This is a 10 credit point unit and has been designed to ensure that the time needed to complete the required volume of learning to the requisite standard is approximately 150 hours in total across the teaching period, comprising directed tasks and self-study. The learning and teaching and assessment strategies include a range of approaches to support learning such as reading, reflection, discussion, video, workshops, and assignments.

Mode of delivery: This unit will be offered in one or more of modes of delivery described below, chosen with the aim of providing flexible delivery of academic content.

  • On Campus: Most learning activities or classes are delivered at a scheduled time, on campus, to enable in-person interactions. Activities will appear in a student’s timetable.
  • Intensive: In an intensive mode, students require face-to-face attendance on weekends or any block of time determined by the school. Students will have face-to-face interactions with lecturer(s) to further their achievement of the learning outcomes. This unit is structured with required upfront preparation before workshops. The online learning platforms used in this unit provide multiple forms of preparatory and practice opportunities for you students to prepare and revise.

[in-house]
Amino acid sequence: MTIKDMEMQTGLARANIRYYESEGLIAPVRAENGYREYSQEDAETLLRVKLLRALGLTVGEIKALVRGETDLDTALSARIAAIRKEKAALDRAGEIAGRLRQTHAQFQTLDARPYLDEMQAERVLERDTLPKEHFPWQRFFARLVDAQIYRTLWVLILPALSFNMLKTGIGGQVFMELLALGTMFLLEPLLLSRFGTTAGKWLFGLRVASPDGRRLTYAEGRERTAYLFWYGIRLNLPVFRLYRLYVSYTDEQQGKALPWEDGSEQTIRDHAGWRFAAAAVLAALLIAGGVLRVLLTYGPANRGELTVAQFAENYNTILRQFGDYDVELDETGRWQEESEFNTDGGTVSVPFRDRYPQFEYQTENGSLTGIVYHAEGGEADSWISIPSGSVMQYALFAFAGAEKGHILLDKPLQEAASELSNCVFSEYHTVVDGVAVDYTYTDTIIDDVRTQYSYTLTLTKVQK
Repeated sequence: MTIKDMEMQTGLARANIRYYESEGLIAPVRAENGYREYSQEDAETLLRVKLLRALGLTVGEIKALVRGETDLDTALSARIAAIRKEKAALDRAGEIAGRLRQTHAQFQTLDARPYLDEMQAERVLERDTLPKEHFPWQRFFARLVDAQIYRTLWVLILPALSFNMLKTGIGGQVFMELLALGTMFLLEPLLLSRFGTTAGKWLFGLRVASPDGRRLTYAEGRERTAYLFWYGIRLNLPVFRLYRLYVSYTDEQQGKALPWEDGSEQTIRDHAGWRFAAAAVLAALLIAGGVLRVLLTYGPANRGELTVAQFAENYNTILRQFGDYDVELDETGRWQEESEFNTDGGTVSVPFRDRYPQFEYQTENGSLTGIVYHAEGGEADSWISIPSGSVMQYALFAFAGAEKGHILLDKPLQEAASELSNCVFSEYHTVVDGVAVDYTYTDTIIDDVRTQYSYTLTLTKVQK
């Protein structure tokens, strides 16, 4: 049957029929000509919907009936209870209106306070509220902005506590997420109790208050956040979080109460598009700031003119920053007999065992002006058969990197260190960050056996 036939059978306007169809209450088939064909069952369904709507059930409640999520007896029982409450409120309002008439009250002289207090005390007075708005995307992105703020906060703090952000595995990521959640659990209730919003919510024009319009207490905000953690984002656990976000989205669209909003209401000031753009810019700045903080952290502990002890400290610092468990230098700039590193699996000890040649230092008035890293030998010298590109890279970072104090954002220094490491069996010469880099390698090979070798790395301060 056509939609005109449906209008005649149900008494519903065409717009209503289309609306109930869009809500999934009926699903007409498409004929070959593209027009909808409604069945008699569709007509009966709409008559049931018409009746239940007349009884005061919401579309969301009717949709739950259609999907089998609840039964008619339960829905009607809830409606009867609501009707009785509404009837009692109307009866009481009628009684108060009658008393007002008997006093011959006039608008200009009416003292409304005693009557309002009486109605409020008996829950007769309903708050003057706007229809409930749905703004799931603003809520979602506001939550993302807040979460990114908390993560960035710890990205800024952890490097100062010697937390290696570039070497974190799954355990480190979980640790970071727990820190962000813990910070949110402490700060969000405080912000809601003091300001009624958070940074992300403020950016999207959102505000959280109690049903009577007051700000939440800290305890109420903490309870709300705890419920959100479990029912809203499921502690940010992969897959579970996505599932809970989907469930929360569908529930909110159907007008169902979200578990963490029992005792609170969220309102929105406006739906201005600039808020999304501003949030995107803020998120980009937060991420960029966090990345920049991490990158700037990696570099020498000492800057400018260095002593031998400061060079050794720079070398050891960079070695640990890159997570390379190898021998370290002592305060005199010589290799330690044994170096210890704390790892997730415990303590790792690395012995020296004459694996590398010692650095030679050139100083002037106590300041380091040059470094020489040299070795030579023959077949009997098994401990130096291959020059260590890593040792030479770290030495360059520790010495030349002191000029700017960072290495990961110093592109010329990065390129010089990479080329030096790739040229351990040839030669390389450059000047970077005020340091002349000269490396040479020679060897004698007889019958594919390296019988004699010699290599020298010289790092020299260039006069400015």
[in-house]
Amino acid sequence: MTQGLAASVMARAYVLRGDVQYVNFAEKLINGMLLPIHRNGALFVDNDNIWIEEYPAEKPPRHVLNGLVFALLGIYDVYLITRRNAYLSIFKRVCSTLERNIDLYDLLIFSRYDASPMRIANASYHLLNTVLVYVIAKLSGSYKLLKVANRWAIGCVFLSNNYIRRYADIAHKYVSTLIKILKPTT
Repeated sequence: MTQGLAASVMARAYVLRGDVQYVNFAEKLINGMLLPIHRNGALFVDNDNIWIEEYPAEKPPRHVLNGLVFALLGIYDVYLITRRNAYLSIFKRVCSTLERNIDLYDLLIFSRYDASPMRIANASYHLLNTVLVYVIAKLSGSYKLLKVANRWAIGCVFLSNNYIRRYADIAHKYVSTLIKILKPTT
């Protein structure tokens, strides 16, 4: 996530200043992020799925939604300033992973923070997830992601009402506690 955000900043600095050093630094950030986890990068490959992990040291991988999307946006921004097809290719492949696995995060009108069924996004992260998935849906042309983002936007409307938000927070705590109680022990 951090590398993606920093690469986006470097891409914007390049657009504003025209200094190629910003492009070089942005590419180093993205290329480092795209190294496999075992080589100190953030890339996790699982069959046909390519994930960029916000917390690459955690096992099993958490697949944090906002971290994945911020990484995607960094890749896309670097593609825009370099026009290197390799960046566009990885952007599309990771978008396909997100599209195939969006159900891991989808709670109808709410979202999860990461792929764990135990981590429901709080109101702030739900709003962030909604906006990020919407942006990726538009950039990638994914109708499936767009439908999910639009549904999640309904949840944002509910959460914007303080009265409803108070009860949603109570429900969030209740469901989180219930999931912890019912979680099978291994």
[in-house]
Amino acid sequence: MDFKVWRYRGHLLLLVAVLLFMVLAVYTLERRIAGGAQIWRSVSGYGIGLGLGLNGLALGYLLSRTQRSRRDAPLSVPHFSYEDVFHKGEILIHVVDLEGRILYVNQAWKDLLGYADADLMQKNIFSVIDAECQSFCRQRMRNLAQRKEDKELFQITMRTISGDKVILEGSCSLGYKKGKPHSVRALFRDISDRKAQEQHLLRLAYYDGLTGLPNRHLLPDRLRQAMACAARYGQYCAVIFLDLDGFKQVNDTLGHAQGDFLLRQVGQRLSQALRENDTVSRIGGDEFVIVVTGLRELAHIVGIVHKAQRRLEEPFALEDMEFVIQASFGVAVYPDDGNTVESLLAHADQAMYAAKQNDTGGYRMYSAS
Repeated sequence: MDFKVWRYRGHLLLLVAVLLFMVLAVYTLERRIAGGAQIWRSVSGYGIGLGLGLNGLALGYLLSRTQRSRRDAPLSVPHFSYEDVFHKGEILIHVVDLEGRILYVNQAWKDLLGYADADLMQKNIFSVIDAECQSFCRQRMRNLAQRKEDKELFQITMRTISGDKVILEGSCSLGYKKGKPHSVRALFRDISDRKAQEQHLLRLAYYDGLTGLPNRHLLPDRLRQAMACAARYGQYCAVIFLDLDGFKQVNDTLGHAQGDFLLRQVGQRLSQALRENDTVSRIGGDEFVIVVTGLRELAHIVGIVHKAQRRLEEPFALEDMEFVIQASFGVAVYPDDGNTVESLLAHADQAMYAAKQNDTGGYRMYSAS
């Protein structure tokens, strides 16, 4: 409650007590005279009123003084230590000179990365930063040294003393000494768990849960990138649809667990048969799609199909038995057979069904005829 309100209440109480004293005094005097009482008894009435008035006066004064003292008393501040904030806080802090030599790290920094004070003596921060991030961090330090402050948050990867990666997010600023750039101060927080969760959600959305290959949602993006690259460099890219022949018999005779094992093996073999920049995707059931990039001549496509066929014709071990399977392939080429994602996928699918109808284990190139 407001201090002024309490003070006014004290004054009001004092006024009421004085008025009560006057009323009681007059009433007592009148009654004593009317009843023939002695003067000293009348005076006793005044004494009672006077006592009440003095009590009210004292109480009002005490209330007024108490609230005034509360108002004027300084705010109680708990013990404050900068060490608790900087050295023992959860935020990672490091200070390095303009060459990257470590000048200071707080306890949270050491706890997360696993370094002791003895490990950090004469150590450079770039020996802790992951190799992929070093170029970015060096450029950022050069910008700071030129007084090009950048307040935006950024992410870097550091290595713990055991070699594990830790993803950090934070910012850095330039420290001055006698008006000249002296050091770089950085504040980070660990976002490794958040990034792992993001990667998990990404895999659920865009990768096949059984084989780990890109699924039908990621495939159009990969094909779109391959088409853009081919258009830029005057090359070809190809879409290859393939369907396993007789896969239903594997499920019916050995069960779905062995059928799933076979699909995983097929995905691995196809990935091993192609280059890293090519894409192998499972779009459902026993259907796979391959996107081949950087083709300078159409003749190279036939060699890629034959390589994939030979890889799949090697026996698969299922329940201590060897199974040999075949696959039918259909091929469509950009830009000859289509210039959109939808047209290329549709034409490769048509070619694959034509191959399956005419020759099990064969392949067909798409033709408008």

• Multi-mode: Learning activities are delivered through a planned mix of online and in-person classes, which may include full-day sessions and/or placements, to enable interaction. Activities that require attendance will appear in a student’s timetable.
  • Online unscheduled: Learning activities are accessible anytime, anywhere. These units are normally delivered fully online and will not appear in a student’s timetable. 
  • Online scheduled: All learning activities are held online, at scheduled times, and will require some attendance to enable online interaction. Activities will appear in a student’s timetable.

Assessment strategy and rationale

In order to successfully complete this unit, postgraduate students need to complete and submit two graded assessment tasks. The assessment strategy offers opportunities for students to demonstrate their knowledge and skills with metalanguage as it relates to contemporary literacies and involves a gradual transition from more closed exercises to more open learner choice and application.